One of the most difficult challenges for me is that I don’t feel “disabled.” I live in the grey area of “you don’t look disabled” and “I would have never known you have CP” as well as my personal favorite from a doctor, “You don’t have CP. You’re not disabled enough.” But I can’t do basic tasks without considering my pain level, such as cleaning house without killing my body, working a full shift at work, walking the dogs, or having sex with my spouse without thinking about how much of a toll it takes. Can I do this particular activity today or does it have to wait until I have a day off of work so I can spend the day in bed recovering? These are things people with disabilities and chronic pain think about every single day. When I hear, “You’re such an inspiration!” I throw up a little bit in my mouth. I feel it’s a more polite way of saying, “Wow, I’m glad I’m not you.”

The internet and social media have allowed us as a society to connect as never before. I have also learned through my experiences in real life as well through Internet research that there are virtually no medical studies on aging and cerebral palsy. Even support groups like United Cerebral Palsy and Cerebral Palsy Foundation tend to focus on kids with CP. Once you’re 21 or older it’s like you no longer exist. Google “cerebral palsy” and see what comes up. I bet it’s 99.9 percent articles on kids. And the “articles” on adults are mainly blog posts of other adults with CP searching for answers.

According to medical research, CP is not a progressive disorder. Meaning my brain damage will not change. But living in this body for 45 years has taught me that the effects of CP are progressive. Things that affect other non-CP aging individuals like arthritis and muscle atrophy tend to affect people with CP more rapidly and at an earlier age. They are also more difficult to deal with in a body with spasticity.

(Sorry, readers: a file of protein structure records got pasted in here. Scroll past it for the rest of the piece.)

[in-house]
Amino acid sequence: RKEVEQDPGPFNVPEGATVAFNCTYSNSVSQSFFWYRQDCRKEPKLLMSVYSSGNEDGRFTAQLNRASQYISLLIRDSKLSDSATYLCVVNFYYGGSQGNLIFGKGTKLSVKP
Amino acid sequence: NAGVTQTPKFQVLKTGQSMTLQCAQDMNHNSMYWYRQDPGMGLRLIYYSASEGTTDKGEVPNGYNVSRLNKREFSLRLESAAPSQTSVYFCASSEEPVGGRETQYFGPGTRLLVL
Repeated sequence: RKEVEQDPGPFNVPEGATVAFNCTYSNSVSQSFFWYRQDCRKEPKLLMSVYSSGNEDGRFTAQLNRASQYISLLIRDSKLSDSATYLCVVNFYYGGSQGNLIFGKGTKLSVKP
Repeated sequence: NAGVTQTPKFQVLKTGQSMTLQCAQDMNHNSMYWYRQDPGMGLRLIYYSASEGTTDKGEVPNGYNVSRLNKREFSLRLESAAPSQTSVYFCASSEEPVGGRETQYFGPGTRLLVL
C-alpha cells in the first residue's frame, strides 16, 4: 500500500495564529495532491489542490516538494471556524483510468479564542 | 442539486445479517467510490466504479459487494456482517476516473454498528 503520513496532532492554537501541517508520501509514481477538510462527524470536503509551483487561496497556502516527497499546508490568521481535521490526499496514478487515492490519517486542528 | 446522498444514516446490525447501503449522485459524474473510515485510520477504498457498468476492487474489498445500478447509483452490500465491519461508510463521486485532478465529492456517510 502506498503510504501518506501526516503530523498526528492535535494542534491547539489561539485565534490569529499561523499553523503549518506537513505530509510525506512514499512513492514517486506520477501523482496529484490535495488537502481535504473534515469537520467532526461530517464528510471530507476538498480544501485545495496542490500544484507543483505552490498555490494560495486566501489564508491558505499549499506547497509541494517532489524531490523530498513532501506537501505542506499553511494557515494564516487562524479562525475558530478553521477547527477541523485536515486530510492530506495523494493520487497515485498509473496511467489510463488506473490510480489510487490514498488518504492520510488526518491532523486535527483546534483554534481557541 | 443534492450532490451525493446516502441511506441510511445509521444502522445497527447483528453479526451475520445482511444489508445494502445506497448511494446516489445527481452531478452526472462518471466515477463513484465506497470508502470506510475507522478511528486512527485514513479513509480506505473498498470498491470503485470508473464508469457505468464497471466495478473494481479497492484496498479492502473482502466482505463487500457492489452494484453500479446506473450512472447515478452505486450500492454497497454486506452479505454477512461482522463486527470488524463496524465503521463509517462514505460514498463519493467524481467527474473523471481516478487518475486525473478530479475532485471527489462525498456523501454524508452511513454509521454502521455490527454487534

The falls I experienced caused me to have emergency spinal cord compression twice (at age 29 and age 35) and because of these spinal cord injuries, I have chronic problems with my nerve impulses, blood pressure and pulse, as well as pain, lack of motion in my neck and difficulties with my arms that were not there prior to surgery. That being said, give me pain over paralysis any day of the week. My point in sharing this is that sometimes the choice of someone who has a chronic disability is between rough or hellish. I’d pick rough, given those two options. But I’d much rather pick something other than rough or hellish, like cake-walk or rainbows and butterflies.

So, if you see me with my cane, and I’m out of the house, chances are I’m doing pretty OK. If you see me gripping my husband’s hand or arm, maybe it’s a rough moment. If you see me with my walker, know that I’m doing good just to be out of the house. If I’m apologetically cancelling on you at the last minute, know that I’m probably at home crying, wishing I could throw an impromptu party at my house because I hate having to cancel or not be around my friends just because my body is not cooperating. But chances are I’m thinking about how much I’ll be judged for my messy house that needs a new paint job, wallpaper torn out, new window coverings, a backyard that needs a total makeover, and four pets that have to greet every new visitor like they are their best friend. And throw in that I can’t do most of the fix-it things that you do without even thinking about it, so I don’t have many guests over to my house.

But those are my hang-ups and anxieties. We all have them. We all have things we wish we could change. In that way we are alike. People with disabilities are not unlike you. We all have things we wish we could change. We all have times when we’re feeling not 100 percent. But for those of us in the land of “grey disability,” where our disability seems invisible most of the time, we can struggle to figure out where to fit in, even at my age. And now, as I write this during a recovery process that I hope will be short-lived, I am hopeful my land of “grey disability” becomes less grey in the coming days.

This article originally appeared on Order Out of Chaos.

We want to hear your story. Become a Mighty contributor here.

Thinkstock photo by Ambelino.

Originally published: August 22, 2017
Want more of The Mighty?
You can find even more stories on our Home page. There, you’ll also find thoughts and questions by our community.
Take Me Home